Two Minutes: Hard effort (increase speed to 3.3-5.5 mph OR incline to 3 percent)

Two Minutes: Recovery (3.5-5 mph, no incline)

Two Minutes: Hard effort (increase speed to 3.7-5.7 mph OR incline to 5 percent)

Two Minutes: Recovery (3.5-5 mph, no incline)

Two Minutes: Hard effort (increase speed to 4.0-6.0 mph OR incline to 6 percent)

Two Minutes: Recovery (3.5-5 mph, no incline)

Two Minutes: Hard effort (increase speed to 4.5-6.5 mph OR incline to 7 percent)

Two Minutes: Recovery (3.5-5 mph, no incline)

Two Minutes: Hard effort (increase speed to 4.7-6.7 mph OR incline to 8 percent)

Two Minutes: Recovery (3.5-5 mph, no incline)

Cool-down: 3-5 minutes easy pace (3-5 mph, no incline)

Total time: 30 minutes, with 10 full minutes of hard effort and an equal amount of recovery time

Now, for the change-up. Here’s how you can modify this basic workout to keep challenging you.

Change the Ratio

Keep your warm-up time the same, but change how much recovery you need. Go hard for two minutes and recover for one. As your cardio endurance improves, add one minute to each hard effort and recover for an equal or shorter amount of time.

Add Cross-Training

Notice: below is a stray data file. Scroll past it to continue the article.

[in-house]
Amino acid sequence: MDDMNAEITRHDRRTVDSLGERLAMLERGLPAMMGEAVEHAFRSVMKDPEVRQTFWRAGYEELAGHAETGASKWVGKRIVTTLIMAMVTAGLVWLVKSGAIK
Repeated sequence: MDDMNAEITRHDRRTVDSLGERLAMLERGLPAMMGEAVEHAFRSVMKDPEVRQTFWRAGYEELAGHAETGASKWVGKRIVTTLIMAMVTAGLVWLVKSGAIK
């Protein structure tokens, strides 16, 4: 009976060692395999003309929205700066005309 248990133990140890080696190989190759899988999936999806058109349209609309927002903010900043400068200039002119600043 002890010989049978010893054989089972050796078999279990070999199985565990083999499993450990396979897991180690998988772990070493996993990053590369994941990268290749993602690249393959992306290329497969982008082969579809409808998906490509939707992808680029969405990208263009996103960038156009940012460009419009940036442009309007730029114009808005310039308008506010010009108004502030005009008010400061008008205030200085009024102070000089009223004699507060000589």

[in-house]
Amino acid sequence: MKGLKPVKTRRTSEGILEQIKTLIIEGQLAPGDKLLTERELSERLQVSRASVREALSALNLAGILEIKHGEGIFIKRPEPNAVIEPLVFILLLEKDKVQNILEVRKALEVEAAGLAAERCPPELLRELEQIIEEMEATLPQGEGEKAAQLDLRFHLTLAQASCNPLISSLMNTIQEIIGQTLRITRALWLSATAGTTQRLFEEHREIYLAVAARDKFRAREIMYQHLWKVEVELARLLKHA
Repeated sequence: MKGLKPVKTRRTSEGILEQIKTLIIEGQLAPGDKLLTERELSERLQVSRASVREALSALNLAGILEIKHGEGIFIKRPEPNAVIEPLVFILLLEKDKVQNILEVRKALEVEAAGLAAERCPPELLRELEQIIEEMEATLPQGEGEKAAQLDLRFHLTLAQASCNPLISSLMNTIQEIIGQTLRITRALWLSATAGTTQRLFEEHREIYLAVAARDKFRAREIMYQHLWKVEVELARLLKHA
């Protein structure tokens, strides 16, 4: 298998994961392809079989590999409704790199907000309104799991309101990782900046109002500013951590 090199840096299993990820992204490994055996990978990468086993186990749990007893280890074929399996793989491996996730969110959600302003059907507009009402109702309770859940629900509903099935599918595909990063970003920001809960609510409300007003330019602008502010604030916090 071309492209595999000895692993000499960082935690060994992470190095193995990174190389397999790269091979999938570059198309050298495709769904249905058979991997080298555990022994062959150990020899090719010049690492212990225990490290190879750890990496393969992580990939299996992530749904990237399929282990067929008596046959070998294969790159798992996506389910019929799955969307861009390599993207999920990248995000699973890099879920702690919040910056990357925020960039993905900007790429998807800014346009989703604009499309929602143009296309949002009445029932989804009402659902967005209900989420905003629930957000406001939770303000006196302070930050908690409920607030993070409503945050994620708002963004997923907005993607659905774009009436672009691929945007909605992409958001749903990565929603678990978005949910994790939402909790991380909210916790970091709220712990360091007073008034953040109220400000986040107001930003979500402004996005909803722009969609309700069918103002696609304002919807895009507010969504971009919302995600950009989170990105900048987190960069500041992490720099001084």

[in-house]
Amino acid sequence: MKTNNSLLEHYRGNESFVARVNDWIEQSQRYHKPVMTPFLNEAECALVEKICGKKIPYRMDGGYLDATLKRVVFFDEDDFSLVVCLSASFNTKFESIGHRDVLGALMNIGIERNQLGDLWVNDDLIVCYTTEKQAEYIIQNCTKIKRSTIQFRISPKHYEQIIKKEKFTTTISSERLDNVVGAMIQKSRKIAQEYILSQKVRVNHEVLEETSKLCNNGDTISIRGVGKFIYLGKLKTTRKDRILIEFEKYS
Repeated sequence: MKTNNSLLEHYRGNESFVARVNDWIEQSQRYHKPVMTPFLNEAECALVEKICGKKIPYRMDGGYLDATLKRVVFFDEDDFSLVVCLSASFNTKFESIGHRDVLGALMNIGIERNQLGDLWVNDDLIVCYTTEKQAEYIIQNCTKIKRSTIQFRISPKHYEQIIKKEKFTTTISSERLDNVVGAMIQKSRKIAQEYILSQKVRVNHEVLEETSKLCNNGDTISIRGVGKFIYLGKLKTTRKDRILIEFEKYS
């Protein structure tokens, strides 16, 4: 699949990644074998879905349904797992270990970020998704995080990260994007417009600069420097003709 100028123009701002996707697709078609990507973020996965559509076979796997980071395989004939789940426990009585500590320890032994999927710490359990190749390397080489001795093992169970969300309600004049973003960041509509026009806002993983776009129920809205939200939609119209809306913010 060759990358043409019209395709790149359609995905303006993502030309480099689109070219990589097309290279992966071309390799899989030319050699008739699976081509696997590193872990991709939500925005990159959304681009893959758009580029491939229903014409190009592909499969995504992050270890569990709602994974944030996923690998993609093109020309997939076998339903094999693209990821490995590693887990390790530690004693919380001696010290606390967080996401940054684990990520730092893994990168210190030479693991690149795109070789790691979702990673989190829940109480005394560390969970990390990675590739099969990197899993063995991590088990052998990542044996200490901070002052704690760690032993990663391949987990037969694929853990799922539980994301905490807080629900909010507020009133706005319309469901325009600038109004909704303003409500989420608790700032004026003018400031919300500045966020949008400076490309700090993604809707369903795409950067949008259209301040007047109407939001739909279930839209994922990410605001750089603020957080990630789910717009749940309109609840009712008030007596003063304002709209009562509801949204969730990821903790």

Instead of recovering for two minutes on the treadmill, hit the pause button and do two minutes of an upper body strength move. Incorporate bicep curls, tricep extensions, or push-ups — anything that doesn’t put any additional strain on your legs is fair game. Then, get back to those treadmill intervals and repeat.

Change the Speed or Intervals

As you progress with this workout, you’ll notice a strength gain in your legs and extra air in your lungs. Typically, after doing it consistently for three to six weeks, you’ll be ready increase the challenge. You can do that by slightly increasing the speed, or by changing the interval durations so that you are doing a three-minute hard interval and a two-minute recovery interval, or even a three-to-one ratio.

“Be wary of doing too much too soon,” Hamilton said. “You should feel invigorated at the end, and not completely exhausted.”

Take things slowly at first, listen to your body, and recover properly after each hard effort.

Photo: MilitaryHealth via Flickr